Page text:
A Deep Listening Weekend
There is no doubt that Joe McPhee is one of the greatest musicians in the field of free jazz and improvisation which is why it is particularly interesting to have a look at his first albums.
Before we have a look at these recording it is necessary to have a look at Joe McPhee’s biography. He was born in November, 1939 in Miami to a family of Bahamian background. As a child, he was taught by his father, who was an amateur musician, to play the trumpet and to read music, so McPhee’s biggest early influence became Miles Davis. When he came to New York City in the mid1960s he played with Clifford Thornton but then he heard Albert Ayler play and was fascinated by his sound.
The legend goes that he borrowed a saxophone and played it the same evening in a gig.
At that time Joe McPhee lived in Poughkeepsie/New York, where he met the painter Craig Johnson by chance in 1965. Johnson worked as a guest-house secretary at a monastery nearby. Four years later Johnson, who was a great jazz fan, convinced McPhee to record in the monastery’s refectory because he thought that the acoustics were so good there. That was the place where they recorded “Underground Railroad”, McPhee’s first album under his name; and in order to distribute the music also CjR (short for Craig Johnson Records) was born, a label for which McPhee released three more LPs, “Nation Time” (1970), “Trinity” (1971) and “Pieces of Light” (1974), before he recorded another four CDs for them: “Remembrance” (2005), “Port of Saints” (2006, “Angels, Devils and Haints” (2009) and “First Date” (2013). The first four LPs were released in very small numbers and were hard to get (especially on vinyl), now Bo’Weavil has managed to make them available again.
And what a real gift it is to listen to this music!
Even at the beginning of his career McPhee disintegrated traditional compositional schemes and freed the instruments of their traditional roles, it was a real emancipatory act, his whole musical approach was modified because he also wanted to make a political statement. Not only was he deeply influenced by Albert Ayler’s expressive and hymnal sound and his spiritual and blues background but he also used African and Caribbean fragments in his music.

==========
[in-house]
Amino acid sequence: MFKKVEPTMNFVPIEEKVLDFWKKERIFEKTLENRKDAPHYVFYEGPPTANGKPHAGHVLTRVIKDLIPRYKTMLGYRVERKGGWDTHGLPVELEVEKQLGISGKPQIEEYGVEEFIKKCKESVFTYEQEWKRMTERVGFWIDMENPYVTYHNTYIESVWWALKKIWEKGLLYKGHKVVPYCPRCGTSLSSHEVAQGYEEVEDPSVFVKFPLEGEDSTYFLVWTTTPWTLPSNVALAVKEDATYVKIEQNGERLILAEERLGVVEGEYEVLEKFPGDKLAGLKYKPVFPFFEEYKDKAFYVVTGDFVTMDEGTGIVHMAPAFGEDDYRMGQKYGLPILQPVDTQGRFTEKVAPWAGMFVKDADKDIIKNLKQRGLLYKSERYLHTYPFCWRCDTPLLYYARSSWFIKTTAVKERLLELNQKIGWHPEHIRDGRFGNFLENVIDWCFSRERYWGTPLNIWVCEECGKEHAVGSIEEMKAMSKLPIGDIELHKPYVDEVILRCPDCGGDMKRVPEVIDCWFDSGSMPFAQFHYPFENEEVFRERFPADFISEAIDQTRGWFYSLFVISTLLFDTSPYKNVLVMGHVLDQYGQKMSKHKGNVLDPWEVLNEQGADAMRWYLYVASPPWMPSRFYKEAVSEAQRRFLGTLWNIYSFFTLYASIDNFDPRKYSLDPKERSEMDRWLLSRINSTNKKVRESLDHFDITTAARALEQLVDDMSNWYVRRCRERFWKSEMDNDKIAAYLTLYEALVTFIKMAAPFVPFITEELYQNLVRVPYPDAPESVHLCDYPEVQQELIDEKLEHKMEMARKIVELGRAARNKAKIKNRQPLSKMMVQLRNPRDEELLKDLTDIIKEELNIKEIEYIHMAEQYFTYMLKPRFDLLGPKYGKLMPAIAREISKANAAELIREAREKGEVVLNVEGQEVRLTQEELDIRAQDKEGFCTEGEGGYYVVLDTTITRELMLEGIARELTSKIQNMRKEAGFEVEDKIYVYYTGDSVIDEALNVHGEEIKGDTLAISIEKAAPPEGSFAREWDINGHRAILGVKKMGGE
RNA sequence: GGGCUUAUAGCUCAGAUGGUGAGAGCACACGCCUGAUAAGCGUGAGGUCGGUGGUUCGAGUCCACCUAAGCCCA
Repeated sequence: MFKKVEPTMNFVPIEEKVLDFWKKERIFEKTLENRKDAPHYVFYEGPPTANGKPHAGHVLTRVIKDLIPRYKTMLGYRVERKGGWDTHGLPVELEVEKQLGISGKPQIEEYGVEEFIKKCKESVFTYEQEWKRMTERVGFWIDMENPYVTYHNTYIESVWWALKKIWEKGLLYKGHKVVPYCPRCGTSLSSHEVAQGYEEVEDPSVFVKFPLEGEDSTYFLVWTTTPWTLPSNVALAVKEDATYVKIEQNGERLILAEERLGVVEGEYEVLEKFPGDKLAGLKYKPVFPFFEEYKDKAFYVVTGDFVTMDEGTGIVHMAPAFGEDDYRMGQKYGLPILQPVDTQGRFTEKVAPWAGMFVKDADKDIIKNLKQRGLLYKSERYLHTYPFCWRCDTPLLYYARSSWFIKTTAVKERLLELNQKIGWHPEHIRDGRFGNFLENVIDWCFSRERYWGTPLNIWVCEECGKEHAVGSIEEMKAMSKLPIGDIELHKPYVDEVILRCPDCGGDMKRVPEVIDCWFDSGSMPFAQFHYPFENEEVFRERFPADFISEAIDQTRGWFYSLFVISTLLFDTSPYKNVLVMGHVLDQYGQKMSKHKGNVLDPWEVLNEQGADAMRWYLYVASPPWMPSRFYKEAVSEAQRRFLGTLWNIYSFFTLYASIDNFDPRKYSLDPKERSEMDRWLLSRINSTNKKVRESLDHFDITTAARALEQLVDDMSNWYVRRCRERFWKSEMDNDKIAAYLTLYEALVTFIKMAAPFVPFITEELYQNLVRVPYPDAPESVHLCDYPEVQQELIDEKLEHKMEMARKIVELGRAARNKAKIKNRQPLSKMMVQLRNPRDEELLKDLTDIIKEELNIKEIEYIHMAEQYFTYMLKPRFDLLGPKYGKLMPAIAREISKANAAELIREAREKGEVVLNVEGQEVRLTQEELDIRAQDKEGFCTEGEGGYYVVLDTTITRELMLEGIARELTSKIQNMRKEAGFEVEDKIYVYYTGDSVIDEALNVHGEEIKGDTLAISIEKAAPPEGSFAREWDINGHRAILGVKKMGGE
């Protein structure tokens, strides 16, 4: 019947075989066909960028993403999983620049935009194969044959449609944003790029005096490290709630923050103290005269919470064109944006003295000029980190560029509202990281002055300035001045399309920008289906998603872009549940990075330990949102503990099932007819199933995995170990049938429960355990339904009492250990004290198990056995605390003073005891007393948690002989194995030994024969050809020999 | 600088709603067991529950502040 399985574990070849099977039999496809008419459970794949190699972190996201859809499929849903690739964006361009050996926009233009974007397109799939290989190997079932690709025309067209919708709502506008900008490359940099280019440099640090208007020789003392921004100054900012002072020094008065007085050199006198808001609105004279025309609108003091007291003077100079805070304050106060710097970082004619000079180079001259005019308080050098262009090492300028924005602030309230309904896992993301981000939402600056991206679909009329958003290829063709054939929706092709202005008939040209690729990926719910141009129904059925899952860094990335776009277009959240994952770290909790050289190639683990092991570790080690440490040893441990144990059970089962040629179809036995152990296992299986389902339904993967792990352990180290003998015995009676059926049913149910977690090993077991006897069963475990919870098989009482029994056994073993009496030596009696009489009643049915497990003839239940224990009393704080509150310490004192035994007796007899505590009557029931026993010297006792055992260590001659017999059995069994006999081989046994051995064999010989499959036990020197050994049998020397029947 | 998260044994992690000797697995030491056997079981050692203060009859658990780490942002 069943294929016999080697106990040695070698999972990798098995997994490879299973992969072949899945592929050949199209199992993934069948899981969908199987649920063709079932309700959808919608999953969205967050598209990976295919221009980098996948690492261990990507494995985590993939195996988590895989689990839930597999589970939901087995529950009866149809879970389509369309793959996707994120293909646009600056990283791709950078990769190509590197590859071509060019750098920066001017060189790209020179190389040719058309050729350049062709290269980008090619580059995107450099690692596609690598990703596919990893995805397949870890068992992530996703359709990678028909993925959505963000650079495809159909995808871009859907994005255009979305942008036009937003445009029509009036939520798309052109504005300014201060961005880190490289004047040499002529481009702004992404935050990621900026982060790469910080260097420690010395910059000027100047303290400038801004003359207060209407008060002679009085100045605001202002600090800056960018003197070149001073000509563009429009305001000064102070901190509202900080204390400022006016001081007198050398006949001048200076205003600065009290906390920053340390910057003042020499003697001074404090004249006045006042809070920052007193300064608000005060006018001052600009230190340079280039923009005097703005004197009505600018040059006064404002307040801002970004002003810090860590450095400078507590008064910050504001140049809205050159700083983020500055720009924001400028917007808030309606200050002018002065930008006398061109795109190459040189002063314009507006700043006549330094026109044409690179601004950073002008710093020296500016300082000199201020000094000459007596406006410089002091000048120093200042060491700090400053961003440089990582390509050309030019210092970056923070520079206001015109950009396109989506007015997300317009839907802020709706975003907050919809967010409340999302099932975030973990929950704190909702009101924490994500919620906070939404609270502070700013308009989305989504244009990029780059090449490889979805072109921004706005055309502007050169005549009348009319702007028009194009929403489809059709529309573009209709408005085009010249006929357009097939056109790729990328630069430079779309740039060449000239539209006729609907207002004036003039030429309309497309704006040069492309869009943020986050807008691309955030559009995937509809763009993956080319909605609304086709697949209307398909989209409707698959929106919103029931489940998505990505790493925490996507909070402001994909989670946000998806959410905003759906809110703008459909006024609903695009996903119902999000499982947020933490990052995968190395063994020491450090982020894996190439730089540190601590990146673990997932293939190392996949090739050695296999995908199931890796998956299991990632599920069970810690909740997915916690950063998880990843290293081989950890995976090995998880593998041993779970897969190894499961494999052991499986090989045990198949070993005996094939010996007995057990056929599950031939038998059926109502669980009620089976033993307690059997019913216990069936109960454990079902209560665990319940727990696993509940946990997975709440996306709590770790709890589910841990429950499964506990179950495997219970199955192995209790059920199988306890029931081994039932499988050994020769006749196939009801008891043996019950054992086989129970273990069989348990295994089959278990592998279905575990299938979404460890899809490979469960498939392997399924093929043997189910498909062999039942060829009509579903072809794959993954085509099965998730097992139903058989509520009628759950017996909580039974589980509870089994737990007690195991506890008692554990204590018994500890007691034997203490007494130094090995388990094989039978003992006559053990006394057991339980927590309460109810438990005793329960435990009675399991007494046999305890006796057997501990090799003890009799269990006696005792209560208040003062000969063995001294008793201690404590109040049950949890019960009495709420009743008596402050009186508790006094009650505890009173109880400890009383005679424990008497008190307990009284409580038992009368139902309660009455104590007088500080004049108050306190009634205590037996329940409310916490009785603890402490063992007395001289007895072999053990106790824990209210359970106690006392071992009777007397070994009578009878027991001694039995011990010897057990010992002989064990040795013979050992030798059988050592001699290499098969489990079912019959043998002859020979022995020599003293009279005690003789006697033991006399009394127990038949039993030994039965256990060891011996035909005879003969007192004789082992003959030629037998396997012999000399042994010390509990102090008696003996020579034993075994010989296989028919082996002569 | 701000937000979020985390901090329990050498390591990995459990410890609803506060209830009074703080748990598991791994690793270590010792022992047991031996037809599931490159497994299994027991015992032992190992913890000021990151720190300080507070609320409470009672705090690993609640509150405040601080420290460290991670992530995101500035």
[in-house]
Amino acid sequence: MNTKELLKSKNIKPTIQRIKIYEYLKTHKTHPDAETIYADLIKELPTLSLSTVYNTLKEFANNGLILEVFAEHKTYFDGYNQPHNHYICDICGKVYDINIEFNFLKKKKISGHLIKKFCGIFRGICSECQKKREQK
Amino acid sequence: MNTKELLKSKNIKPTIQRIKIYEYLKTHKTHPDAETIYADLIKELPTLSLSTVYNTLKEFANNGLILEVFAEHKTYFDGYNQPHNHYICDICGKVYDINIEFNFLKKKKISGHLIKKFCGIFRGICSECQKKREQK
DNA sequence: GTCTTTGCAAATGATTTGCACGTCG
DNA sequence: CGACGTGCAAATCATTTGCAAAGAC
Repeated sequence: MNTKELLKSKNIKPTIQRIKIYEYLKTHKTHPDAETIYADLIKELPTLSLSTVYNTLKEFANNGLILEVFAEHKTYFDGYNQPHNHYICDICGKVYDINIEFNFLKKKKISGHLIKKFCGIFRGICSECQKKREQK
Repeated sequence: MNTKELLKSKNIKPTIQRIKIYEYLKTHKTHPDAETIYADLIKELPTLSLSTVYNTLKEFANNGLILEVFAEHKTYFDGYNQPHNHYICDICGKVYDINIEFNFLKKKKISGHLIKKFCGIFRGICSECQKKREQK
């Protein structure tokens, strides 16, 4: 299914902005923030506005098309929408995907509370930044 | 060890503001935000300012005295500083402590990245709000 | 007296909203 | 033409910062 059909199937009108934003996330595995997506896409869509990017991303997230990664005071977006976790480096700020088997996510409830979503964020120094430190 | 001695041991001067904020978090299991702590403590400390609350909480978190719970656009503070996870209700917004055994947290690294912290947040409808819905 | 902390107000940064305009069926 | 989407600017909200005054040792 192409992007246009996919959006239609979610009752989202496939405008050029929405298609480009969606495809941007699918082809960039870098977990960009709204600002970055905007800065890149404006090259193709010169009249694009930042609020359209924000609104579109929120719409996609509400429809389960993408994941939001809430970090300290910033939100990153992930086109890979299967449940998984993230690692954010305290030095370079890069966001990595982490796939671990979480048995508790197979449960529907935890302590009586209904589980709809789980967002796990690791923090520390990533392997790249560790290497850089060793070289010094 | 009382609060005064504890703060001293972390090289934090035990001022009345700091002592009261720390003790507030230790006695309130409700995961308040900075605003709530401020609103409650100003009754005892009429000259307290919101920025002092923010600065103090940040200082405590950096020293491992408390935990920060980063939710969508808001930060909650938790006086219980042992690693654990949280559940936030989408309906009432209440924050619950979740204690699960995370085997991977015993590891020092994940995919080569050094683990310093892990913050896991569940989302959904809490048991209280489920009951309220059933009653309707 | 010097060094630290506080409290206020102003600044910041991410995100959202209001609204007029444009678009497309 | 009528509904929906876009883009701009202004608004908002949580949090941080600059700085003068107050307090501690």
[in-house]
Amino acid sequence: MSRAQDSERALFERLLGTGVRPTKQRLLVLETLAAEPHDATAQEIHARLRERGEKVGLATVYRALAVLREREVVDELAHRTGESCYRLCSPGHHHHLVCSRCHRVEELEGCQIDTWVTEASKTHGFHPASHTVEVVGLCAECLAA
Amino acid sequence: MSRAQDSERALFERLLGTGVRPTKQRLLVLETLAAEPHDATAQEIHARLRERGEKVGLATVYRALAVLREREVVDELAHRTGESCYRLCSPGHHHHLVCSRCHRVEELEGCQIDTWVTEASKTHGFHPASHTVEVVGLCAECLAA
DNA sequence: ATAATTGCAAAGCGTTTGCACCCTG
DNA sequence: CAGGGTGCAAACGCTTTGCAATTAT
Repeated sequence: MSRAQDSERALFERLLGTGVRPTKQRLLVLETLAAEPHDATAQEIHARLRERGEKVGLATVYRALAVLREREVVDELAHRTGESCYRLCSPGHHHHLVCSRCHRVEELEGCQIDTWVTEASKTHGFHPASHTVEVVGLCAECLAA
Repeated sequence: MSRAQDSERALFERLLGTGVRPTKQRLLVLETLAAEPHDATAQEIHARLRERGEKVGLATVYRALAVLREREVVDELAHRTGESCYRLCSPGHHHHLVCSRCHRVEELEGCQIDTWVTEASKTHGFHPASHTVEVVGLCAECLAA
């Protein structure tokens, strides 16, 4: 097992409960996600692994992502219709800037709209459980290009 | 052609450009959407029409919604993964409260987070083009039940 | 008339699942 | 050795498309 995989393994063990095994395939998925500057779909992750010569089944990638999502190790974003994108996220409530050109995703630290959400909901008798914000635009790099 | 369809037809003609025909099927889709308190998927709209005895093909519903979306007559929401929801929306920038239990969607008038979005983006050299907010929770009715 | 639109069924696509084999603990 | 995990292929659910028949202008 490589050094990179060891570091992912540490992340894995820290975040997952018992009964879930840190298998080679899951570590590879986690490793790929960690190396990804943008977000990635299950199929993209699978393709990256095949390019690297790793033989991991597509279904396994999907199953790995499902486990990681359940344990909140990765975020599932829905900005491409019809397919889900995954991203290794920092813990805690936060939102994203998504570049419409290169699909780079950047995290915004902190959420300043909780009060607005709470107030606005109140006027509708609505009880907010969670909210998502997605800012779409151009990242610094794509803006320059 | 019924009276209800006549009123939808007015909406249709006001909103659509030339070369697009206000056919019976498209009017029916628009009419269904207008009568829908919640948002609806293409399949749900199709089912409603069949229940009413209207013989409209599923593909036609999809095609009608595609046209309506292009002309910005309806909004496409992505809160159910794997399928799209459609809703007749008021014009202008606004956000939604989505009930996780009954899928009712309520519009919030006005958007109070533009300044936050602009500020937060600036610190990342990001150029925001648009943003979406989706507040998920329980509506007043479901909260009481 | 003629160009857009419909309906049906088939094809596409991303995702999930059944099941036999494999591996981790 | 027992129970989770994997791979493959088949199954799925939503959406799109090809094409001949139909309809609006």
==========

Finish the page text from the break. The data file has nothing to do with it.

All four albums are completely different, which shows one of Joe McPhee’s basic principles: He is rather interested in sounds, once he said in an interview that he collected sounds and that he had always been interested in the nature of sounds, you could even say that he has an architectural idea of sound. Also, you can see his absolute awareness of form which enables him to improvise freely and without bias, as if the music is looking for its ideal form while he is playing.
“Underground Railroad“ (*****) was named after a network that helped slaves to escape from the South to the North and Canada, which existed between 1780 and 1862. In the liner notes for this edition Joe McPhee said that he wanted to make a clear political statement about civil rights and freedom from an historic African American perspective which is why he decided to choose these titles for the album (which is also subtitled „Dedicated to the Black Experience on Planet Earth“) and the single compositions. The band is Joe McPhee (tp, pocket cornet, ts), Reggie Marks (ts, fl, ss), Tyrone Crabb (b), Ernest Bostic (dr, vib) and the title track starts with a drums solo by Bostic before the rest of them get started with pure, excellent free jazz. On the flipside McPhee’s approach changes – another common ground of these albums. One of Joe McPhee’s virtues is not to follow just one idea, instead he offers several possibilities as to music, structure and sound. “Harriet”, the first track on the B-side is named after one of the most prominent figures of the fight for human rights: Harriet Tubman, a former slave who managed to escape and returned several times to the South to help others. The piece is of the utmost beauty, it recalls the pain and the suffering of slaves, and it is full of respect for Tubman’s courage and her achievement. The last track, “A Message from Denmark” is dedicated to a slave revolutionary called Denmark Vesey and it is like a combination of the other two tracks. Moreover, McPhee includes a “A Love Supreme” reminiscence, bowing down in a musical way before the great late John Coltrane as well as Martin Luther King.